I have a bit of a love/hate relationship with bulbs. I find the planting of them a chore. The digging of a seemingly endless number of holes on my not-so-perfect soil which leaves me with a sore wrist for days. Then there’s the inevitable but unwanted dissection of bulbs already underground in my quest for new planting holes, followed by the backache from hours spent hunched over the soil. How can you have a garden though and not have spring bulbs? March, April and May without the zest of daffodils and the vibrancy of tulips, the delicacy of crocuses and the delicious scent of hyacinths – it would be a garden bereft of spring joy. And this is why, every year, I still succumb to a spot of bulb planting.
November is the month for planting tulips. All my other bulbs are in their winter homes by now but tulips are best left until the weather gets a bit colder before they are planted. Originating from Turkey and the Middle East their ideal growing conditions are baking hot summers and cold, dry winters. Not the typical conditions most of us experience in Britain which might go to explain the variety of problems which accompany these bulbs. Whether it’s fungal diseases such as tulip fire or slugs and rodents eating the bulbs, tulips aren’t always the easiest of bulbs to grow. Planting a little later than other bulbs, in November or even into December, is one way of combatting the fungal diseases at least.
Another way to ease the strain of bulb planting is to dispense with putting them in the ground and to fill pots with them instead. Filling pots with friable compost and planting bulbs into this is much easier than spending hours digging holes. Safely tucked into pots tulips suffer much less from attacks by slugs and, as the compost is sterile, problems with fungal diseases aren’t as much of a problem. Planting into pots at this time of year is easier too if the weather has been wet or there has been a frost. If you live somewhere very wet you can keep your tulip pots somewhere sheltered – under the greenhouse staging is ideal – to avoid waterlogging and come spring you can position the pots where you want shots of colour. You can layer tulips with other bulbs in pots to get a succession of flowers, although the foliage of the earlier flowering bulbs can look a bit scruffy. I prefer to stick to one variety or a few different varieties which flower at the same time for a more dramatic look.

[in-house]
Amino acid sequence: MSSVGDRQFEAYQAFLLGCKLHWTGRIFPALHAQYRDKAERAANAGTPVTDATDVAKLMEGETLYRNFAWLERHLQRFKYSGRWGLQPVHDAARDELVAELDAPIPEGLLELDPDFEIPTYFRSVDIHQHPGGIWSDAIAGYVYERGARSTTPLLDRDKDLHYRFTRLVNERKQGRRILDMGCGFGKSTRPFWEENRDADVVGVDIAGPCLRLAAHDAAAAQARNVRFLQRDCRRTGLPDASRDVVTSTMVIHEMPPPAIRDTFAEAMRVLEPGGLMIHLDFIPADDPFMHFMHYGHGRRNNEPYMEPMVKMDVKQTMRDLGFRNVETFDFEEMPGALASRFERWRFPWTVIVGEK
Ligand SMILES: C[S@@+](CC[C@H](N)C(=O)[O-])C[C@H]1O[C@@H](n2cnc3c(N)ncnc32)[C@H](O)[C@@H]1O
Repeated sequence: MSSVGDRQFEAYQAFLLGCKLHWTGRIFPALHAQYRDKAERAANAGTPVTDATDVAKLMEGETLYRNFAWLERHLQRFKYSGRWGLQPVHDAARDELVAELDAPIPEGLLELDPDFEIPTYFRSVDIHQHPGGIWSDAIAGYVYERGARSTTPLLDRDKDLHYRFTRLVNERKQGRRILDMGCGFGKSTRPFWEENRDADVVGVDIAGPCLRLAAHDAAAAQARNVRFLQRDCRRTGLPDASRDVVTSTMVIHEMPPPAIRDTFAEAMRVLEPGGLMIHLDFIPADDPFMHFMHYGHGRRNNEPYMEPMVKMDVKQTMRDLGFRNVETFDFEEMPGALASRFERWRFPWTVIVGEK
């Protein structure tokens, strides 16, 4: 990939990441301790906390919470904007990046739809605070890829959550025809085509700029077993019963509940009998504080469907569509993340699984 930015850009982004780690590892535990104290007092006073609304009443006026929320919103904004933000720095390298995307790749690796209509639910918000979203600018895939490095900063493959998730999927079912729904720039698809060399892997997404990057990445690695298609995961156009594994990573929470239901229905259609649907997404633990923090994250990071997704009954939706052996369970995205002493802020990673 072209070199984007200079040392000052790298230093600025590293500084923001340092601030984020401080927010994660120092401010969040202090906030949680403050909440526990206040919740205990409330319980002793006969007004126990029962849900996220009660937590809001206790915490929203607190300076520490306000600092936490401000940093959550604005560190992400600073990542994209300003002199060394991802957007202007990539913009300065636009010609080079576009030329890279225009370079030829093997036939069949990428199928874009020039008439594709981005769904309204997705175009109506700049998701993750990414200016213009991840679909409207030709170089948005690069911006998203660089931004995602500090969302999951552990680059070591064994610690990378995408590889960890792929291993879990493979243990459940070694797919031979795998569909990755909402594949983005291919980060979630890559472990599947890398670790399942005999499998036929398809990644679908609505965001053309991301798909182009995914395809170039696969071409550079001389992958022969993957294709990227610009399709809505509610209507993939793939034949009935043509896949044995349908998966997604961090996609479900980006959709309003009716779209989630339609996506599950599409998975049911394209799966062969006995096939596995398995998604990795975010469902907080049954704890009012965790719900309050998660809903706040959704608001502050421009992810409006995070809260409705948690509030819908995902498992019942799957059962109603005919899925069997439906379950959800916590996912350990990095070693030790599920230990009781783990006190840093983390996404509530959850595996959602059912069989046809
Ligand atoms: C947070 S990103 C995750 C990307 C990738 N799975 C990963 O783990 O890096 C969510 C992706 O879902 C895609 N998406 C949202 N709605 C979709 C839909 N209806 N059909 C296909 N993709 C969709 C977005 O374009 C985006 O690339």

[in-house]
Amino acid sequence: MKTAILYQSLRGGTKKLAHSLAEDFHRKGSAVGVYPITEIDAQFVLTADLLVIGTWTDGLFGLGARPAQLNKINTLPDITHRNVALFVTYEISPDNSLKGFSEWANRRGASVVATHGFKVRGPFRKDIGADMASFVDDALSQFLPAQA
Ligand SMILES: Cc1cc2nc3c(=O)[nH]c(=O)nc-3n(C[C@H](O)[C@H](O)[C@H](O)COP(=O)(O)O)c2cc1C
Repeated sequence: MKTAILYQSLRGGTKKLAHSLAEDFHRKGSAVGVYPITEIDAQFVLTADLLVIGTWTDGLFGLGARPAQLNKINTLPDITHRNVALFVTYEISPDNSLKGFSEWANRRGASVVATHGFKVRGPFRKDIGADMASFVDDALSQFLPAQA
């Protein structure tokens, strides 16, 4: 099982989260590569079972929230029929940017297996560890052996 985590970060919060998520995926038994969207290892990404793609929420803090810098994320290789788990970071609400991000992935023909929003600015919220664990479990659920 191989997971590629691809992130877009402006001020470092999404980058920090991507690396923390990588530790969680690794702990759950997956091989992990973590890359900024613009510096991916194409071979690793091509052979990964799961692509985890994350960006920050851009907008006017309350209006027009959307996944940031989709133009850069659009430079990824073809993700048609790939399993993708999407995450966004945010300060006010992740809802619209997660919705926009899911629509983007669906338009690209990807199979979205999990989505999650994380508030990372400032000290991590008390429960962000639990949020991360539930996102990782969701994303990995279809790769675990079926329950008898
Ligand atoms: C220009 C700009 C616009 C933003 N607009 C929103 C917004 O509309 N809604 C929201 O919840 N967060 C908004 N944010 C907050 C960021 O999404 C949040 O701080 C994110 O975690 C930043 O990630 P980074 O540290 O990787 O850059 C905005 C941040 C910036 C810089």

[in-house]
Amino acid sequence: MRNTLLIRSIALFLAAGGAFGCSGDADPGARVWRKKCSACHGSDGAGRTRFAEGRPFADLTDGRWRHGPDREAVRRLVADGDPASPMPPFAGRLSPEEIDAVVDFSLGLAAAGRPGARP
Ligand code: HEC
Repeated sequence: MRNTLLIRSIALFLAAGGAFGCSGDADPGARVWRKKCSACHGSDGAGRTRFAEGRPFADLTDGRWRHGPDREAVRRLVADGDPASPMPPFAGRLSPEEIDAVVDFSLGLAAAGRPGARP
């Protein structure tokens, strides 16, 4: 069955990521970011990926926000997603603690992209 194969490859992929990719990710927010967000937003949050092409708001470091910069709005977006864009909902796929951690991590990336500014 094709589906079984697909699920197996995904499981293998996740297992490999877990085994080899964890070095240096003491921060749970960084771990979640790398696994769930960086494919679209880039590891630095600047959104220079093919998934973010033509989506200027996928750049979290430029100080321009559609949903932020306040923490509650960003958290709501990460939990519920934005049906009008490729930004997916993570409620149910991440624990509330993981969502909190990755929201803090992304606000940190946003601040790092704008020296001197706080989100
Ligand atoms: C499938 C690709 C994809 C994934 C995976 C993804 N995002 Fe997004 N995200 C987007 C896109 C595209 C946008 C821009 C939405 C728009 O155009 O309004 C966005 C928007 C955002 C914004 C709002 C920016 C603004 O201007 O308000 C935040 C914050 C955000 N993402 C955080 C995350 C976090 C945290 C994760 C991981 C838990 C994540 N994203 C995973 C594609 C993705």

Once they have finished flowering you can either dispose of the bulbs on the compost heap, or allow the foliage to die down, feed the bulbs with seaweed fertiliser and then store the pots somewhere out of the way. Somewhere sunny would be ideal to replicate the bake they get in their native home, then you should get a second flush of flowers the following year. Another option is to lift the bulbs. Allow the foliage to wither, let the bulbs dry and then store until autumn when you can replant.
My favourite tulips: ‘Angelique’, ‘Ballerina’, ‘Verona’, ‘Abu Hassan’, ‘Apricot Beauty’